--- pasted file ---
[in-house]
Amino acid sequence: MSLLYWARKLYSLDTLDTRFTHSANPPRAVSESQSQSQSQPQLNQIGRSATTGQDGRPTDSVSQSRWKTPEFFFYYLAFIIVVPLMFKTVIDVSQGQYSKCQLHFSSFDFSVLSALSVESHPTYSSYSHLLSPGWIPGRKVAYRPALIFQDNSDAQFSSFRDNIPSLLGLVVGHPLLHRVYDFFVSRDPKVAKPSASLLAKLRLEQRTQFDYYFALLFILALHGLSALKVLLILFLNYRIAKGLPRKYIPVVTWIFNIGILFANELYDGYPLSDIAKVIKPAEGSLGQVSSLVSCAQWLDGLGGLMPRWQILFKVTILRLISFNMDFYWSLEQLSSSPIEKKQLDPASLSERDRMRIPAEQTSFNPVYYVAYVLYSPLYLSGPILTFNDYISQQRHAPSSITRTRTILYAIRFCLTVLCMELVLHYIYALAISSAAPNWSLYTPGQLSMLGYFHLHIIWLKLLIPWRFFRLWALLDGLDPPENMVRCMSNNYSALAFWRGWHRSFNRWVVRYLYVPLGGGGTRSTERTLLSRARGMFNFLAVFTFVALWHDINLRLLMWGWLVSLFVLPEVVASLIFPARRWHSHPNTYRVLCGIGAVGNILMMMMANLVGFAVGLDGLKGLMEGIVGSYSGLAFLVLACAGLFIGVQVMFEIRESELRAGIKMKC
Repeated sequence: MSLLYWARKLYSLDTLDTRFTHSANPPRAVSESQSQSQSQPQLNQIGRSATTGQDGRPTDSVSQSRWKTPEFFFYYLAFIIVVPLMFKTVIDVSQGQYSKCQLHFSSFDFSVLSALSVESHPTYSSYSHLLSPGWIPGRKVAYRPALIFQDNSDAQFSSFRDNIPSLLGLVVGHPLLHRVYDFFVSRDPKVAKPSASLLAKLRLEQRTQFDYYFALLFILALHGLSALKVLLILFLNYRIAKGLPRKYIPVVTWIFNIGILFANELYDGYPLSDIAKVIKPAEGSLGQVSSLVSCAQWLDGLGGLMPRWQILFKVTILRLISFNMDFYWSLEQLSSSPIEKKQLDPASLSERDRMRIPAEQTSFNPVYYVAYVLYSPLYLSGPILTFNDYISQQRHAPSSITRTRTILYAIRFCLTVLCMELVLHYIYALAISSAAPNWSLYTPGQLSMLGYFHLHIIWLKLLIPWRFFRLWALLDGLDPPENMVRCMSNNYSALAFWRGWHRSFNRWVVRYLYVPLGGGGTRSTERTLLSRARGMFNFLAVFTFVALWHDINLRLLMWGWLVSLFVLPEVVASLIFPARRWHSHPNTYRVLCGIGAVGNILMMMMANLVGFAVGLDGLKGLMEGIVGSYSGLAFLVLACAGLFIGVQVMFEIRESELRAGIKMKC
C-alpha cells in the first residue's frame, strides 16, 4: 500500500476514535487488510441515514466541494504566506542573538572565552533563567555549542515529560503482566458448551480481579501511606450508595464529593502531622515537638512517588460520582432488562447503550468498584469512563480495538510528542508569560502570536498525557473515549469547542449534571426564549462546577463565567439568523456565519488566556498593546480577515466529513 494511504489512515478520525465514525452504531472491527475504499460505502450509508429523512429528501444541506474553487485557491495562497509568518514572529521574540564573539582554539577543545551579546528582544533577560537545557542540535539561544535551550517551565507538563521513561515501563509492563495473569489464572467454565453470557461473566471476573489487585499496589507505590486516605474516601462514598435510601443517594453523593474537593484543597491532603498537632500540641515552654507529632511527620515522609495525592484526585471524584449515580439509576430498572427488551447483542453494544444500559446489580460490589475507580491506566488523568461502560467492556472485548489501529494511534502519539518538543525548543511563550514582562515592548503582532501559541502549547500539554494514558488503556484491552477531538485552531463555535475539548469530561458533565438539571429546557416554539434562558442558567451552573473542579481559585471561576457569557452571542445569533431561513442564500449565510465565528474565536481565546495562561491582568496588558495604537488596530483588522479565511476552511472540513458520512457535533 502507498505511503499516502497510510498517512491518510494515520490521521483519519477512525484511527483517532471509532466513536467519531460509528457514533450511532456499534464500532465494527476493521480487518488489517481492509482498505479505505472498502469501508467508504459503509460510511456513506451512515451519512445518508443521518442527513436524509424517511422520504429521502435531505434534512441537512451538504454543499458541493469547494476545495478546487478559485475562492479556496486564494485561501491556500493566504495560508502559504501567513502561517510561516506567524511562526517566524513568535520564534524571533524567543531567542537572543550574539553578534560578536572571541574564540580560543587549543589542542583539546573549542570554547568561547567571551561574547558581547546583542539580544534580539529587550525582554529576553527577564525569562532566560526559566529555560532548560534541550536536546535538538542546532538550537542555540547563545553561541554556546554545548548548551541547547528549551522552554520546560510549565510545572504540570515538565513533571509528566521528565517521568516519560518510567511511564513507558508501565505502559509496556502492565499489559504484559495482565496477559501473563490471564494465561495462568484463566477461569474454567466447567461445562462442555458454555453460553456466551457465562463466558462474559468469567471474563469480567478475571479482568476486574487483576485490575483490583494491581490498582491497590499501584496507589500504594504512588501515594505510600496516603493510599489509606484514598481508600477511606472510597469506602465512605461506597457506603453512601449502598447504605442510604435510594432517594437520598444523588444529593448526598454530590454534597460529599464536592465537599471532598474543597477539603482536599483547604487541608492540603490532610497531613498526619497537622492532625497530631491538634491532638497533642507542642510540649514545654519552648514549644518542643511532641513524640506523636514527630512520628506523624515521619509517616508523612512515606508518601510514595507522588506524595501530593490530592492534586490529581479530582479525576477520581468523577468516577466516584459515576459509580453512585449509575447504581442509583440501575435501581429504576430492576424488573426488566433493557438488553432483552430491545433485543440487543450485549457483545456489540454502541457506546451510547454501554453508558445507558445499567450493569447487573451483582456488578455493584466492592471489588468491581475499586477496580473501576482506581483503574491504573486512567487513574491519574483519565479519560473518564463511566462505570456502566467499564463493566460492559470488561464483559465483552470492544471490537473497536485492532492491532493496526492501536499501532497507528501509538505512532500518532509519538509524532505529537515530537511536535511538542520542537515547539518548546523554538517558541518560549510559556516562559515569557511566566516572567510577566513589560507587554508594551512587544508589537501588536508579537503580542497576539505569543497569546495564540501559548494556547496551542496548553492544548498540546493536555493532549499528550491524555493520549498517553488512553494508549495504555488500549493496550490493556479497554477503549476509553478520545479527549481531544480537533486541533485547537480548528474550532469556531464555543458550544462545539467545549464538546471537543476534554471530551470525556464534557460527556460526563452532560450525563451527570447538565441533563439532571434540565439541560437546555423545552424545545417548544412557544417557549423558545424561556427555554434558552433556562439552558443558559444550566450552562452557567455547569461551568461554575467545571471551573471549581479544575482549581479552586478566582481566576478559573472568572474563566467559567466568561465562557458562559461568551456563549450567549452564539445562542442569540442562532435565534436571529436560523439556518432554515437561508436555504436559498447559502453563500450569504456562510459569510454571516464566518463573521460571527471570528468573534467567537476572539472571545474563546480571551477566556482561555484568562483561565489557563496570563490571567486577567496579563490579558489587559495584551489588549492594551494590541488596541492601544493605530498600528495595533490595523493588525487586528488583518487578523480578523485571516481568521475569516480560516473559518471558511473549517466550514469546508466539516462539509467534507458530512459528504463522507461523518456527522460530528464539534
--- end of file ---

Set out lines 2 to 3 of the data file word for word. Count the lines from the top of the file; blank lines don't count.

Amino acid sequence: MSLLYWARKLYSLDTLDTRFTHSANPPRAVSESQSQSQSQPQLNQIGRSATTGQDGRPTDSVSQSRWKTPEFFFYYLAFIIVVPLMFKTVIDVSQGQYSKCQLHFSSFDFSVLSALSVESHPTYSSYSHLLSPGWIPGRKVAYRPALIFQDNSDAQFSSFRDNIPSLLGLVVGHPLLHRVYDFFVSRDPKVAKPSASLLAKLRLEQRTQFDYYFALLFILALHGLSALKVLLILFLNYRIAKGLPRKYIPVVTWIFNIGILFANELYDGYPLSDIAKVIKPAEGSLGQVSSLVSCAQWLDGLGGLMPRWQILFKVTILRLISFNMDFYWSLEQLSSSPIEKKQLDPASLSERDRMRIPAEQTSFNPVYYVAYVLYSPLYLSGPILTFNDYISQQRHAPSSITRTRTILYAIRFCLTVLCMELVLHYIYALAISSAAPNWSLYTPGQLSMLGYFHLHIIWLKLLIPWRFFRLWALLDGLDPPENMVRCMSNNYSALAFWRGWHRSFNRWVVRYLYVPLGGGGTRSTERTLLSRARGMFNFLAVFTFVALWHDINLRLLMWGWLVSLFVLPEVVASLIFPARRWHSHPNTYRVLCGIGAVGNILMMMMANLVGFAVGLDGLKGLMEGIVGSYSGLAFLVLACAGLFIGVQVMFEIRESELRAGIKMKC
Repeated sequence: MSLLYWARKLYSLDTLDTRFTHSANPPRAVSESQSQSQSQPQLNQIGRSATTGQDGRPTDSVSQSRWKTPEFFFYYLAFIIVVPLMFKTVIDVSQGQYSKCQLHFSSFDFSVLSALSVESHPTYSSYSHLLSPGWIPGRKVAYRPALIFQDNSDAQFSSFRDNIPSLLGLVVGHPLLHRVYDFFVSRDPKVAKPSASLLAKLRLEQRTQFDYYFALLFILALHGLSALKVLLILFLNYRIAKGLPRKYIPVVTWIFNIGILFANELYDGYPLSDIAKVIKPAEGSLGQVSSLVSCAQWLDGLGGLMPRWQILFKVTILRLISFNMDFYWSLEQLSSSPIEKKQLDPASLSERDRMRIPAEQTSFNPVYYVAYVLYSPLYLSGPILTFNDYISQQRHAPSSITRTRTILYAIRFCLTVLCMELVLHYIYALAISSAAPNWSLYTPGQLSMLGYFHLHIIWLKLLIPWRFFRLWALLDGLDPPENMVRCMSNNYSALAFWRGWHRSFNRWVVRYLYVPLGGGGTRSTERTLLSRARGMFNFLAVFTFVALWHDINLRLLMWGWLVSLFVLPEVVASLIFPARRWHSHPNTYRVLCGIGAVGNILMMMMANLVGFAVGLDGLKGLMEGIVGSYSGLAFLVLACAGLFIGVQVMFEIRESELRAGIKMKC